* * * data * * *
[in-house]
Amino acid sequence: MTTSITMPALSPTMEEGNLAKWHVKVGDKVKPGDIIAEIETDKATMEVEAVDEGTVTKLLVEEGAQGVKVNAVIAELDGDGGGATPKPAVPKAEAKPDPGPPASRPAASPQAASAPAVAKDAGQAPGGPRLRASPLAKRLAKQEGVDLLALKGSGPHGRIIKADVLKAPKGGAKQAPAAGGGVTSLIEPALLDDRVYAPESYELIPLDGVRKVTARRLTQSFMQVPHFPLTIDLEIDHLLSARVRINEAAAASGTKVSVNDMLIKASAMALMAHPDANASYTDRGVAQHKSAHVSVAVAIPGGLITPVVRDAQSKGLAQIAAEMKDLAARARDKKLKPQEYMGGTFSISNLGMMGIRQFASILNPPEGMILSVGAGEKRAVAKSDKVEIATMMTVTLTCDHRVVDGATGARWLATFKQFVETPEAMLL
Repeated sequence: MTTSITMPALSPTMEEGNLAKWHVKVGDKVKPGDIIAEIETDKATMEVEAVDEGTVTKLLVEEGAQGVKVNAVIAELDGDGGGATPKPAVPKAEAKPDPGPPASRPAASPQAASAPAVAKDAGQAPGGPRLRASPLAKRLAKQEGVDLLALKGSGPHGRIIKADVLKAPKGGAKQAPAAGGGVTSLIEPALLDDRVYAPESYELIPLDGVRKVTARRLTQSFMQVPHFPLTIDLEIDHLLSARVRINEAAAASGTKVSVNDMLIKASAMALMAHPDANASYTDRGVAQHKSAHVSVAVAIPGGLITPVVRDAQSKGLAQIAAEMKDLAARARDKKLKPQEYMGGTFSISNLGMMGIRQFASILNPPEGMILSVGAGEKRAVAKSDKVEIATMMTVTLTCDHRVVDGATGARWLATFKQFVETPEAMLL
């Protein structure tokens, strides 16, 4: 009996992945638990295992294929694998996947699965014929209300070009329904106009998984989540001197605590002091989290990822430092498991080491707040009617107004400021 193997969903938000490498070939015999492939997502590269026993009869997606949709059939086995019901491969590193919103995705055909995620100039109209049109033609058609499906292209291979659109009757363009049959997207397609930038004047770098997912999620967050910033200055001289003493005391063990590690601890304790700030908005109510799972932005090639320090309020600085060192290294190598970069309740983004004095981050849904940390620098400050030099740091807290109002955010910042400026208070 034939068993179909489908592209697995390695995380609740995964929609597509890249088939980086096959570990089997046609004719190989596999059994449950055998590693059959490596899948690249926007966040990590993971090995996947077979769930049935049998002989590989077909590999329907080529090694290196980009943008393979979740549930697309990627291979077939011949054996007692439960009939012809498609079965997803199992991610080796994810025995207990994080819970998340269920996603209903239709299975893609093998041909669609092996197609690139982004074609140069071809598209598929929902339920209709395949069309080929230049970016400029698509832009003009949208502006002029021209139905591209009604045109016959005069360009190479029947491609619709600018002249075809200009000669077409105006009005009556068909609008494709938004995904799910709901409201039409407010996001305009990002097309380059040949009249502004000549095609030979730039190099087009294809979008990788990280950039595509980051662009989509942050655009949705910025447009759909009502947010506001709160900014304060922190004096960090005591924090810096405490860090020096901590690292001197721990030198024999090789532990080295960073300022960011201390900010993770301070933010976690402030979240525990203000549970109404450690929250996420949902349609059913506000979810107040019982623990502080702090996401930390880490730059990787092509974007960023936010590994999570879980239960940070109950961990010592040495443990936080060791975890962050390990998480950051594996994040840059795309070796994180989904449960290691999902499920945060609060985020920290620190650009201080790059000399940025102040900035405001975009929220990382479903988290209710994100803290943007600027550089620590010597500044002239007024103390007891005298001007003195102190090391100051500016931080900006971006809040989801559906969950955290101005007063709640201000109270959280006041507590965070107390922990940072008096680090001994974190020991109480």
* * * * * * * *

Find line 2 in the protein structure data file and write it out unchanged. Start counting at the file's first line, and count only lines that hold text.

Amino acid sequence: MTTSITMPALSPTMEEGNLAKWHVKVGDKVKPGDIIAEIETDKATMEVEAVDEGTVTKLLVEEGAQGVKVNAVIAELDGDGGGATPKPAVPKAEAKPDPGPPASRPAASPQAASAPAVAKDAGQAPGGPRLRASPLAKRLAKQEGVDLLALKGSGPHGRIIKADVLKAPKGGAKQAPAAGGGVTSLIEPALLDDRVYAPESYELIPLDGVRKVTARRLTQSFMQVPHFPLTIDLEIDHLLSARVRINEAAAASGTKVSVNDMLIKASAMALMAHPDANASYTDRGVAQHKSAHVSVAVAIPGGLITPVVRDAQSKGLAQIAAEMKDLAARARDKKLKPQEYMGGTFSISNLGMMGIRQFASILNPPEGMILSVGAGEKRAVAKSDKVEIATMMTVTLTCDHRVVDGATGARWLATFKQFVETPEAMLL